Venture Capital and the FDA: Is Fraud Baked In?

In 2011, Melayna Lokosky blew the whistle on what she perceived as fraud on the behalf of her employer, Acclarent, Inc., a medical device company owned by Johnson & Johnson. In July of 2016, the company’s former CEO and the former Vice President of Sales received a split decision in Federal Court in Massachusetts – acquittal on 14 felony counts but conviction on 10 misdemeanor counts of introducing adulterated and misbranded medical devices into interstate commerce. The following month, the Department of Justice reached an $18M settlement with Johnson & Johnson to settle outstanding civil claims.

Concurrent with her whistleblower work with the DOJ, Lokosky developed “The Sociopathic Business Model” to help the DOJ understand venture capital startup fraud and is the owner of MMpiHer (pronounced “Empire”) Strategic Consulting. Melayna joins Carol Roth to talk about how and why she became a whistleblower and how she helped get a dangerous $40 million/year medical device off the market. She shares her opinions on fraud being rampant in unicorn VC funding and other challenges faced in regulation for consumer safety.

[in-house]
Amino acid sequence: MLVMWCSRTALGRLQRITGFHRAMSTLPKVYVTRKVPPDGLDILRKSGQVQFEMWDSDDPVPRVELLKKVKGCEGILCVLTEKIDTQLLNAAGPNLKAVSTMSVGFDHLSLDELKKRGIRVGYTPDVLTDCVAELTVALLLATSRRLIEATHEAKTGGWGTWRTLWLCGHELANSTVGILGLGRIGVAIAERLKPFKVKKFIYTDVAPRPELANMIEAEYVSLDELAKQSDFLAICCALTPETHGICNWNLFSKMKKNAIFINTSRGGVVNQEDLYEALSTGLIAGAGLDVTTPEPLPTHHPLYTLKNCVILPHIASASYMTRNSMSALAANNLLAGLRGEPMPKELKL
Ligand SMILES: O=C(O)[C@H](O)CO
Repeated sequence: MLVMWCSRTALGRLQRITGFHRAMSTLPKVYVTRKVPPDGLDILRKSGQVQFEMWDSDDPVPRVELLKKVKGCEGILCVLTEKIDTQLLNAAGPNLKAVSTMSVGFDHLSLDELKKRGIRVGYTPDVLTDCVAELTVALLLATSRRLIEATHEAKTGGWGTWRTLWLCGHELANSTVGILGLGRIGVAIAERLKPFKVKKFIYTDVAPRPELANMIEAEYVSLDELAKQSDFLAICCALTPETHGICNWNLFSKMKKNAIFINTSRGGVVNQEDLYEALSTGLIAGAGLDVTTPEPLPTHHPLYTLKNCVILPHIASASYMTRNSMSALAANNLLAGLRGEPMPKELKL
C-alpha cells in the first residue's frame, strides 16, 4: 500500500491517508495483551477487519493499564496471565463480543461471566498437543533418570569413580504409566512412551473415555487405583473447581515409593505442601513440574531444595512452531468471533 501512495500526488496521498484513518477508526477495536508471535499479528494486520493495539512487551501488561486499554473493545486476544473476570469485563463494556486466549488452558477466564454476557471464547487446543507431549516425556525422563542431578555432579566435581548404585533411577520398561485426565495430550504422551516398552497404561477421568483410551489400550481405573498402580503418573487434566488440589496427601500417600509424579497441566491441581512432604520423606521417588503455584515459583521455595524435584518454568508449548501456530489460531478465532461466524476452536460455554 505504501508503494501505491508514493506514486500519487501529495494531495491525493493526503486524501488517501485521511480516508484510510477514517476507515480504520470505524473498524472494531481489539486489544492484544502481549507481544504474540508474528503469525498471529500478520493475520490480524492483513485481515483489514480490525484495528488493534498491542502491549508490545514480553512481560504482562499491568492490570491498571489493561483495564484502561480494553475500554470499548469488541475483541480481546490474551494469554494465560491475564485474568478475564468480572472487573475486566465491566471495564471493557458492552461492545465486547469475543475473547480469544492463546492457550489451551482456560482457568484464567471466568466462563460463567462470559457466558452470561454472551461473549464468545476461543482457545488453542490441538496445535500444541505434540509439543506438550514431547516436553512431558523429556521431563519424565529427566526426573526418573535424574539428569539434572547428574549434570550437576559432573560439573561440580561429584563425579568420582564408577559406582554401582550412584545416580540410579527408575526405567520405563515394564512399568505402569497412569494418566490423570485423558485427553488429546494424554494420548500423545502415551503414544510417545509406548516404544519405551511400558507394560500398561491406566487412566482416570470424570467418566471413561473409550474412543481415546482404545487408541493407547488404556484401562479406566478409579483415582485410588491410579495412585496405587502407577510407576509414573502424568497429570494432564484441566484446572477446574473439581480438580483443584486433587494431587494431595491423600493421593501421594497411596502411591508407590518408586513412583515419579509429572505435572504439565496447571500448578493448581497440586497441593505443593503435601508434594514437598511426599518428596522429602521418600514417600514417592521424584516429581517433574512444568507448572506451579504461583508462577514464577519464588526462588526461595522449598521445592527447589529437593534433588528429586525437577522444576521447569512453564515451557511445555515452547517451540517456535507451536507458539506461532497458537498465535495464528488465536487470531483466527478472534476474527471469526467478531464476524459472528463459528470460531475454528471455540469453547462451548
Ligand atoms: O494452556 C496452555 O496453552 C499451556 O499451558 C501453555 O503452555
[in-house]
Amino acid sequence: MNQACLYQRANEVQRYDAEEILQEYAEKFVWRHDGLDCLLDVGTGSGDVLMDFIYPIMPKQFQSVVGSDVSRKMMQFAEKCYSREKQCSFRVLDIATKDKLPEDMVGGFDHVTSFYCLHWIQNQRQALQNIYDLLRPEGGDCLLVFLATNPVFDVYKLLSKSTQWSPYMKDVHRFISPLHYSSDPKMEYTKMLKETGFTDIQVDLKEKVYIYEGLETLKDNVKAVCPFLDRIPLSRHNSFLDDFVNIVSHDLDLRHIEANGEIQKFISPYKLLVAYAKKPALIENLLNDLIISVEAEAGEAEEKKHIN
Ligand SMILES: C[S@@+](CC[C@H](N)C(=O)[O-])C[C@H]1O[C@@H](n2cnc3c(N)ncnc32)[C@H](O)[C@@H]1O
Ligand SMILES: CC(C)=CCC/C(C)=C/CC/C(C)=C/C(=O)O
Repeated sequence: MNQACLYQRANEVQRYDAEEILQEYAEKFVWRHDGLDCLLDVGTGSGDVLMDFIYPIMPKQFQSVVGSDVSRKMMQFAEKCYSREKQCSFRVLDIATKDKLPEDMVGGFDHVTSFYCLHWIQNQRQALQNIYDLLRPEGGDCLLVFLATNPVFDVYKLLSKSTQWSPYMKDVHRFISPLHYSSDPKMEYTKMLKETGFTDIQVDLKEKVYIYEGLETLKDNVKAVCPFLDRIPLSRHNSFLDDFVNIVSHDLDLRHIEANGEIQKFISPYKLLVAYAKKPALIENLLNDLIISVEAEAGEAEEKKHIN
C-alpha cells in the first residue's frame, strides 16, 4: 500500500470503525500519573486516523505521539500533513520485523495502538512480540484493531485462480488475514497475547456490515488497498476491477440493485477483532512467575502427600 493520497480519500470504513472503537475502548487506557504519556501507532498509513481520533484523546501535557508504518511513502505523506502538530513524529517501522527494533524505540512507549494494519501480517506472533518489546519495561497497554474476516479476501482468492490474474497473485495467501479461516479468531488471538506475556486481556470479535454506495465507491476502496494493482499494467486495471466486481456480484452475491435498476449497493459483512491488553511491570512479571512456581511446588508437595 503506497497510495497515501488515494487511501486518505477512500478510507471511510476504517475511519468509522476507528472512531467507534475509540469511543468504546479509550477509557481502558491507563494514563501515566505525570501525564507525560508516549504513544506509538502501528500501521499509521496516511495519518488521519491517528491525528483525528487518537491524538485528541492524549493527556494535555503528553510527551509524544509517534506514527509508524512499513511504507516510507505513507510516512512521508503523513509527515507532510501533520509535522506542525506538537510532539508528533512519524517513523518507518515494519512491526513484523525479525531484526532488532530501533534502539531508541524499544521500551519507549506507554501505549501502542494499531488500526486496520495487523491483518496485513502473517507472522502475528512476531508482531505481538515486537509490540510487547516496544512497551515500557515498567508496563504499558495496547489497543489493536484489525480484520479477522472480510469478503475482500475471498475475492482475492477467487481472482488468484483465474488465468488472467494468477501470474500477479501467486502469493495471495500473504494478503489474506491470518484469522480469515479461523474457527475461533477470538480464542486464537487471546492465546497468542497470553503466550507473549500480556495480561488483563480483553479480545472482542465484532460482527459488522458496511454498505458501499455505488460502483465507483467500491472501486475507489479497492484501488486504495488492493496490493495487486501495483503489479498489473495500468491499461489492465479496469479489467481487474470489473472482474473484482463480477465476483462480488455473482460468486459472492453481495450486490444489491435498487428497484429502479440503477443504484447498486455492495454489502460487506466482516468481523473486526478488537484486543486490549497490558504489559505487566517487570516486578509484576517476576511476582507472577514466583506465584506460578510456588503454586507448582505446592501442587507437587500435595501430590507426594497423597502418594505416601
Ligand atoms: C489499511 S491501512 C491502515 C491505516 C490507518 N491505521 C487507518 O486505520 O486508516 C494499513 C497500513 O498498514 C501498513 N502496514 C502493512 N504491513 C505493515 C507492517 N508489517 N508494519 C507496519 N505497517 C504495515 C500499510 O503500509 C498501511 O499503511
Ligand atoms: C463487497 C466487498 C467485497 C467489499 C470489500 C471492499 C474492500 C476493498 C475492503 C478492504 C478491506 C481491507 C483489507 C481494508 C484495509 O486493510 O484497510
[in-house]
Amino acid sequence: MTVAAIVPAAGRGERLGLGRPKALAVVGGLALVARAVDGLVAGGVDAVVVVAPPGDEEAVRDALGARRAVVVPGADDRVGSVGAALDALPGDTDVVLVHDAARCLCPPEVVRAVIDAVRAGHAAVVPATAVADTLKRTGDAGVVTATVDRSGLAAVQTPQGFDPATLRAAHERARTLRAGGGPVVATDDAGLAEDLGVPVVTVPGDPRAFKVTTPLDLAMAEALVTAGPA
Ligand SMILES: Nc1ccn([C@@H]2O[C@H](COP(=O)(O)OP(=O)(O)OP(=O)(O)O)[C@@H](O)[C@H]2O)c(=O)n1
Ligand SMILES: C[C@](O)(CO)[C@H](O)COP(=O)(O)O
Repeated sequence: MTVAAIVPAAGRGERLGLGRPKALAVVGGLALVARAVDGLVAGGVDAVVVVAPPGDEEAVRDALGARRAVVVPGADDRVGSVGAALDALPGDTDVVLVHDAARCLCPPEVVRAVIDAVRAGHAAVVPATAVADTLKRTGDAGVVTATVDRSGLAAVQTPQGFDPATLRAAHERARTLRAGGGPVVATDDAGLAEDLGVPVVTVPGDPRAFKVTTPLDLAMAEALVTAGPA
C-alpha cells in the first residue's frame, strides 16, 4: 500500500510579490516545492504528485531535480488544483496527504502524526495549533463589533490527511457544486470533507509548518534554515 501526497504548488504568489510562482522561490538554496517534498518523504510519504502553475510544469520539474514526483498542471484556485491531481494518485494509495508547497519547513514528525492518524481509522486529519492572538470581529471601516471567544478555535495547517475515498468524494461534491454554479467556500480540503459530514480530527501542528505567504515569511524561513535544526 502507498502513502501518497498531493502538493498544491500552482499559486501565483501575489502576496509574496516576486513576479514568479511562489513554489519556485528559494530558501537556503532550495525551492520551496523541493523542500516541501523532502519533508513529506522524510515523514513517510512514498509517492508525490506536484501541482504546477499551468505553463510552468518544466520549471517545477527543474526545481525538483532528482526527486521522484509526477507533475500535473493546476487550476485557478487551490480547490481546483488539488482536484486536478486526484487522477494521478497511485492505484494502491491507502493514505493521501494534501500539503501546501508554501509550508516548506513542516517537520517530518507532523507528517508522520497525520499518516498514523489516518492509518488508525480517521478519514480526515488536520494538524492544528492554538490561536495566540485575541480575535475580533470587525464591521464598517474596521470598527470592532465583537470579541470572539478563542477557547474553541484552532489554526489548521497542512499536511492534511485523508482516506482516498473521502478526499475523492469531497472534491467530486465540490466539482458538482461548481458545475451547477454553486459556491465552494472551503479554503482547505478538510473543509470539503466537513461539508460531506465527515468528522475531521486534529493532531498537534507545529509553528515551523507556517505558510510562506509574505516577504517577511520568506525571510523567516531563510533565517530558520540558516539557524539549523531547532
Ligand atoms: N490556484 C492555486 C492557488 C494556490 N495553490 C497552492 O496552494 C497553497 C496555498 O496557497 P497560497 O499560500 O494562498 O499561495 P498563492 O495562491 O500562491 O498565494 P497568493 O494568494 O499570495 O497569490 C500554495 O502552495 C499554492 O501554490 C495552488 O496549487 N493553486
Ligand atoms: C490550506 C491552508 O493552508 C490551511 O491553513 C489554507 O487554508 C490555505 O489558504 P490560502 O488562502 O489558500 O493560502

She also shares how being a whistleblower is a career killer and why she did it anyway.

Plus, a “Now You Know” segment on FBI undercover code names.

You can connect with Melayna on Twitter @MelaynaLokosky or her website, Killing My Career.

The opinions expressed by Melayna Lokosky on this podcast are hers alone and do not reflect the opinions of Carol Roth, The Roth Effect and/or Ricochet.

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There are 3 comments.

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  1. Ontheleftcoast Inactive

    Is fraud baked in?

    Yes. Next question?

    • #1
  2. mildlyo Member

    Great interview. That is one tough chica!

    • #2
  3. Aaron Miller Inactive
    Aaron Miller

    Communication and transportation technologies have shrunk the world since federal consumer protection agencies like the FDA were instituted. Why do we still need them? Why can’t we rely instead, wholly or largely, on private organizations like Blue Book, Consumer Reports, and various private review systems? 

    Consumers should be free to determine an acceptable level of risk or tradeoff for themselves. Government agencies are at least equally vulnerable to error, corruption, and overload as private feedback.  

    • #3
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